Carol read “The Sound of Silence” by Simon and Garfunkel, a song that resonates in many of our minds when we think of silence, “And the vision that was planted in my brain/Still remains/Within the sound of silence.”

Jaye read “To Those Who Are Alone” by Deafening Silence, “To those who are alone/and live their lives just drifting by,” to which Jaye added… “at my dinner party!” which she plans to have for vulnerable people.

AnnaLee closed the circle with Timothy Yu’s “Chinese Silence No. 22” which uses a series of stereotypes to eventually bring out individuality, “The Italians are making their pasta,/the French are making things French,/and the Chinese cultivate their silence.”

She also pointed out how the great Leonard Cohen’s two beats of silence towards the end of “Hallelujah” are as important as sound.

We look forward to seeing the works you select for Poetry and Theft and to discussing them with you at our next meeting on May 9 at the St. Agnes Branch Library, 444 Amsterdam Avenue in Manhattan. . Bring a poem of a known poet. Bring a friend. Show up! And widen the circle! Without your support the library may find other uses for the spacious room they’ve given us.

Abigail Burnham Bloom and AnnaLee Wilson

The One Page Poetry Circle is sponsored by the New York Public Library and is open to all. St. Agnes Branch Library is handicap accessible.

Welcome to the One Page Poetry Circle at St. Agnes Branch Library!

Date: Tuesday, April 18
Time: 5:30 – 6:30 pm
Place: St. Agnes Branch Library, 444 Amsterdam Ave.
3rd Fl.
Theme:
Poetry and Silence

Find a poem! Show up! Read a poem! Discuss a poem!

April’s theme is Poetry and Silence. Feel free to interpret the theme in a way that has meaning for you. We hope you will find a poem you haven’t read before or see an old friend in a new light. Can’t locate a poem you like? Look through a poetry book at the library or check out Poetry Foundation or poets.org.

Silence would seem inimical to poetry, but it is as important as words. Poems use silence, the cessation of words, to create meaning. “Silence” is the last word that Hamlet speaks (Shakespeare’s Hamlet 5.2). The moment contains irony in that the last thing Hamlet says means “nothing” but follows much mental and physical turmoil. Sadly, his voice will be silenced forever—or at least until we read the play again.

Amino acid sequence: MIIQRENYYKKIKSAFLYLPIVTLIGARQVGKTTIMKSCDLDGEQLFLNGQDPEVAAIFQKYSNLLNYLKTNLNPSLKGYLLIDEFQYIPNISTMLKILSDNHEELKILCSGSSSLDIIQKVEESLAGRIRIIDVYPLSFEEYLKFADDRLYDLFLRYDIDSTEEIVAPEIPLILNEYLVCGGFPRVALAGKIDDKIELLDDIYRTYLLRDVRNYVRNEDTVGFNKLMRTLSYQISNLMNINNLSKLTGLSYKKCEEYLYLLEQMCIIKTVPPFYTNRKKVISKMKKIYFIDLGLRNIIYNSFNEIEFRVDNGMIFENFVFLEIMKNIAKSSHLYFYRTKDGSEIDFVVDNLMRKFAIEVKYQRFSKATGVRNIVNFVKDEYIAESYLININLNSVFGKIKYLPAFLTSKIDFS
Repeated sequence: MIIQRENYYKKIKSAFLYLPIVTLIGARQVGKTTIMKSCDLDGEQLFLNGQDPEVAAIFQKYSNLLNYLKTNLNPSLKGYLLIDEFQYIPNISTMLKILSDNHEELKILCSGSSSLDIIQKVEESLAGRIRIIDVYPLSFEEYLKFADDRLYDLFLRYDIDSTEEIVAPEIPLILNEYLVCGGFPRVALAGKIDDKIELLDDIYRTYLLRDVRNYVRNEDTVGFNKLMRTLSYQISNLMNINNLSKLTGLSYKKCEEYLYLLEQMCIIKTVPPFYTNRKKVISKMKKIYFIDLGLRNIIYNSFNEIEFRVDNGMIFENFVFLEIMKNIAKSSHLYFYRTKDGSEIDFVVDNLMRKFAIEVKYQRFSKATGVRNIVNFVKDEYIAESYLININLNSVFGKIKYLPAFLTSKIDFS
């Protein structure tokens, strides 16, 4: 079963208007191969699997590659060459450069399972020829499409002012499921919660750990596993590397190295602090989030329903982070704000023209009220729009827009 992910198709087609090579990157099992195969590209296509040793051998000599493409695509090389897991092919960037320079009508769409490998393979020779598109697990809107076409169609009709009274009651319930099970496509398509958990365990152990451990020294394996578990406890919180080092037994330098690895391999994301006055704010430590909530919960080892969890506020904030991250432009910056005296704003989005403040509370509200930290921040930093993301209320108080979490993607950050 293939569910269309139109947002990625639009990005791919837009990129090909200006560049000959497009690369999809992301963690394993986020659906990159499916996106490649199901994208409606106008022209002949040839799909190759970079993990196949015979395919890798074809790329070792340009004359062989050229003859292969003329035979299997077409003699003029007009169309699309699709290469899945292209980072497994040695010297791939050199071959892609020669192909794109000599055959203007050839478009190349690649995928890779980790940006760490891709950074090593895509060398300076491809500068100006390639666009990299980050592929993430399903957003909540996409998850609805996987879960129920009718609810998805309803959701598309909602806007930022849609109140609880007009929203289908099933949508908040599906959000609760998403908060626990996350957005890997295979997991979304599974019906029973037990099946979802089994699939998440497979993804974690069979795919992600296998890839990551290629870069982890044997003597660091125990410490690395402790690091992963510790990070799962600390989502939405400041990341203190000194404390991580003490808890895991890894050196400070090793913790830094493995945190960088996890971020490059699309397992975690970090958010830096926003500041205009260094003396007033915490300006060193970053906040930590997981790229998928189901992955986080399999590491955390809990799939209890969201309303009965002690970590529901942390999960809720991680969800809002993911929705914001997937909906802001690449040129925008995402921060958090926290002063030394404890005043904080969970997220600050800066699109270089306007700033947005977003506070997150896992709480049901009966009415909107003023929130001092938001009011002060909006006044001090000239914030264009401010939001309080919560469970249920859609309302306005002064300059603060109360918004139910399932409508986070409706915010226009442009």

The potent poison quite o’ercrows my spirit.
I cannot live to hear the news from England.
But I do prophesy the election lights
On Fortinbras. He has my dying voice.
So tell him, with th’ occurrents, more and less,
Which have solicited. The rest is silence.

In Yvor Winters’ “Before Disaster,” the rhyming couplets tick-tock, lull, increase speed, and then halt, creating a silence where readers can reflect before moving on.

Evening traffic homeward burns,
Swift and even on the turns,
Drifting weight in triple rows,
Fixed relation and repose.
This one edges out and by,
Inch by inch with steady eye.
But should error be increased,
Mass and moment are released;
Matter loosens, flooding blind,
Levels driver to its kind….
Ranks of nations thus descend,
Watchful to a story end.
By a moment’s calm beguiled,
I have got a wife and child.

Simon and Garfunkel’s song, “The Sound of Silence” begins by evoking a mood:

Hello darkness, my old friend
I’ve come to talk with you again
Because a vision softly creeping
Left its seeds while I was sleeping
And the vision that was planted in my brain
Still remains
Within the sound of silence

What other forms of silence have you found in poetry?

We’d love to blog with you here at onepagepoetrycircle.wordpress.com about Poetry and Silence or any other subject that pertains to poetry.

~Abigail Burnham Bloom and AnnaLee Wilson 

We met on March 7th to discuss Poetry and Anaphora, which is the repetition of initial words or phrases. AnnaLee reminded us that many poems also use epistrophe, the repetition of a final word or phrase, and symploce, the repetition of both initial and final words and phrases. Whew! We were delighted by the quality and variety of poems we discussed.

Abigail began by reading Alfred, Lord Tennyson’s “The Charge of the Light Brigade,” which has all of the different forms of repetition, “Honour the charge they made!/Honour the Light Brigade,/Noble six hundred!”

Roger read from Edgar Allan Poe’s “The Bells,” which reveals a lifetime through the ringing of different bells, “Hear the sledges with the bells–/Silver bells!/What a world of merriment their melody foretells!” This poem has been beautifully set to music by Phil Ochs — click on his name and listen!

Hazel read “I Dream I’m the Death of Orpheus” by Adrienne Rich, a poem that pays tribute to the great 1950 film by Jean Cocteau, “I am a woman in the prime of life, with certain powers/and those powers severely limited/by authorities whose faces I rarely see.”